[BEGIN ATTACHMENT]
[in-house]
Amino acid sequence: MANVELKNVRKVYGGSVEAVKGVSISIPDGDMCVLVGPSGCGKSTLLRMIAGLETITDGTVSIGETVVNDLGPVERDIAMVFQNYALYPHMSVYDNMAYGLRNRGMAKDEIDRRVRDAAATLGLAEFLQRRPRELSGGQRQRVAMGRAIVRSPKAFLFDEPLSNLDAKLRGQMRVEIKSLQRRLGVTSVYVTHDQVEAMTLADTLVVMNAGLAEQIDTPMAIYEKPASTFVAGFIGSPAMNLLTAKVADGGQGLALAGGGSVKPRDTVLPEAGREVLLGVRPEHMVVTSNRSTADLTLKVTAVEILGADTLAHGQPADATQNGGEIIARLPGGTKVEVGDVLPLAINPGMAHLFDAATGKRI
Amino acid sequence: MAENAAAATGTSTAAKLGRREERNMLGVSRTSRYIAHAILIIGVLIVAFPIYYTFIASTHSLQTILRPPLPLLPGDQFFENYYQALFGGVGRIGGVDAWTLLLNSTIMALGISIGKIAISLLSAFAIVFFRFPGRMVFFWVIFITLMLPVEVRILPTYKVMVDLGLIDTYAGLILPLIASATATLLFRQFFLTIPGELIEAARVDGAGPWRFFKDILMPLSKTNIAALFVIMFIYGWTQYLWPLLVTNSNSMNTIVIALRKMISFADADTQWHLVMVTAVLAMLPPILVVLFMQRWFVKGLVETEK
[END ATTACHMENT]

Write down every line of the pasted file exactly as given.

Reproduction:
[in-house]
Amino acid sequence: MANVELKNVRKVYGGSVEAVKGVSISIPDGDMCVLVGPSGCGKSTLLRMIAGLETITDGTVSIGETVVNDLGPVERDIAMVFQNYALYPHMSVYDNMAYGLRNRGMAKDEIDRRVRDAAATLGLAEFLQRRPRELSGGQRQRVAMGRAIVRSPKAFLFDEPLSNLDAKLRGQMRVEIKSLQRRLGVTSVYVTHDQVEAMTLADTLVVMNAGLAEQIDTPMAIYEKPASTFVAGFIGSPAMNLLTAKVADGGQGLALAGGGSVKPRDTVLPEAGREVLLGVRPEHMVVTSNRSTADLTLKVTAVEILGADTLAHGQPADATQNGGEIIARLPGGTKVEVGDVLPLAINPGMAHLFDAATGKRI
Amino acid sequence: MAENAAAATGTSTAAKLGRREERNMLGVSRTSRYIAHAILIIGVLIVAFPIYYTFIASTHSLQTILRPPLPLLPGDQFFENYYQALFGGVGRIGGVDAWTLLLNSTIMALGISIGKIAISLLSAFAIVFFRFPGRMVFFWVIFITLMLPVEVRILPTYKVMVDLGLIDTYAGLILPLIASATATLLFRQFFLTIPGELIEAARVDGAGPWRFFKDILMPLSKTNIAALFVIMFIYGWTQYLWPLLVTNSNSMNTIVIALRKMISFADADTQWHLVMVTAVLAMLPPILVVLFMQRWFVKGLVETEK